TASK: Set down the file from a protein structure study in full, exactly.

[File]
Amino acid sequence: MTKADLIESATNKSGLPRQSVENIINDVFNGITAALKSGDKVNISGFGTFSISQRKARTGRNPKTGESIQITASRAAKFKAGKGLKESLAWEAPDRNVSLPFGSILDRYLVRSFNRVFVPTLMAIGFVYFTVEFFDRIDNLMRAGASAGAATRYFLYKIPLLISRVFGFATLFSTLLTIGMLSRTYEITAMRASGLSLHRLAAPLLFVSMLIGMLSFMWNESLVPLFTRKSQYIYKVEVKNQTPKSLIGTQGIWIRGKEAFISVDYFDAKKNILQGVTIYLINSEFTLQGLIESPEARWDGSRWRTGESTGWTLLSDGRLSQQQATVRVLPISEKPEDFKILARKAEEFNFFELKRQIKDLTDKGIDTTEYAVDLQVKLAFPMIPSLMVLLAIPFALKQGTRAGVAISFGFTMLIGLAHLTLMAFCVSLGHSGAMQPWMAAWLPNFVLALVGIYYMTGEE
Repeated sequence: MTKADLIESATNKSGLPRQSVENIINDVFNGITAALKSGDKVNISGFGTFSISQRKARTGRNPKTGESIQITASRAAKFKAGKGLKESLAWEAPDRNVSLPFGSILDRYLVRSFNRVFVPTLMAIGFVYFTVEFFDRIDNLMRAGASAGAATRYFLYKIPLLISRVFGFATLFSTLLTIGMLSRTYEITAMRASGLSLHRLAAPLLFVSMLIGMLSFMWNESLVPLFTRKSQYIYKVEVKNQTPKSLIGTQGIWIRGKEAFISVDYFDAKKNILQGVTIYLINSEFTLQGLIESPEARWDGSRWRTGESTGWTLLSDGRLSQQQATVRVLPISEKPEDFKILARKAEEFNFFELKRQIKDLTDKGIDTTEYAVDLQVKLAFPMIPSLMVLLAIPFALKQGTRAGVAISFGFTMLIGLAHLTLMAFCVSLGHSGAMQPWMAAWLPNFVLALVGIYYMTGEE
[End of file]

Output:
Amino acid sequence: MTKADLIESATNKSGLPRQSVENIINDVFNGITAALKSGDKVNISGFGTFSISQRKARTGRNPKTGESIQITASRAAKFKAGKGLKESLAWEAPDRNVSLPFGSILDRYLVRSFNRVFVPTLMAIGFVYFTVEFFDRIDNLMRAGASAGAATRYFLYKIPLLISRVFGFATLFSTLLTIGMLSRTYEITAMRASGLSLHRLAAPLLFVSMLIGMLSFMWNESLVPLFTRKSQYIYKVEVKNQTPKSLIGTQGIWIRGKEAFISVDYFDAKKNILQGVTIYLINSEFTLQGLIESPEARWDGSRWRTGESTGWTLLSDGRLSQQQATVRVLPISEKPEDFKILARKAEEFNFFELKRQIKDLTDKGIDTTEYAVDLQVKLAFPMIPSLMVLLAIPFALKQGTRAGVAISFGFTMLIGLAHLTLMAFCVSLGHSGAMQPWMAAWLPNFVLALVGIYYMTGEE
Repeated sequence: MTKADLIESATNKSGLPRQSVENIINDVFNGITAALKSGDKVNISGFGTFSISQRKARTGRNPKTGESIQITASRAAKFKAGKGLKESLAWEAPDRNVSLPFGSILDRYLVRSFNRVFVPTLMAIGFVYFTVEFFDRIDNLMRAGASAGAATRYFLYKIPLLISRVFGFATLFSTLLTIGMLSRTYEITAMRASGLSLHRLAAPLLFVSMLIGMLSFMWNESLVPLFTRKSQYIYKVEVKNQTPKSLIGTQGIWIRGKEAFISVDYFDAKKNILQGVTIYLINSEFTLQGLIESPEARWDGSRWRTGESTGWTLLSDGRLSQQQATVRVLPISEKPEDFKILARKAEEFNFFELKRQIKDLTDKGIDTTEYAVDLQVKLAFPMIPSLMVLLAIPFALKQGTRAGVAISFGFTMLIGLAHLTLMAFCVSLGHSGAMQPWMAAWLPNFVLALVGIYYMTGEE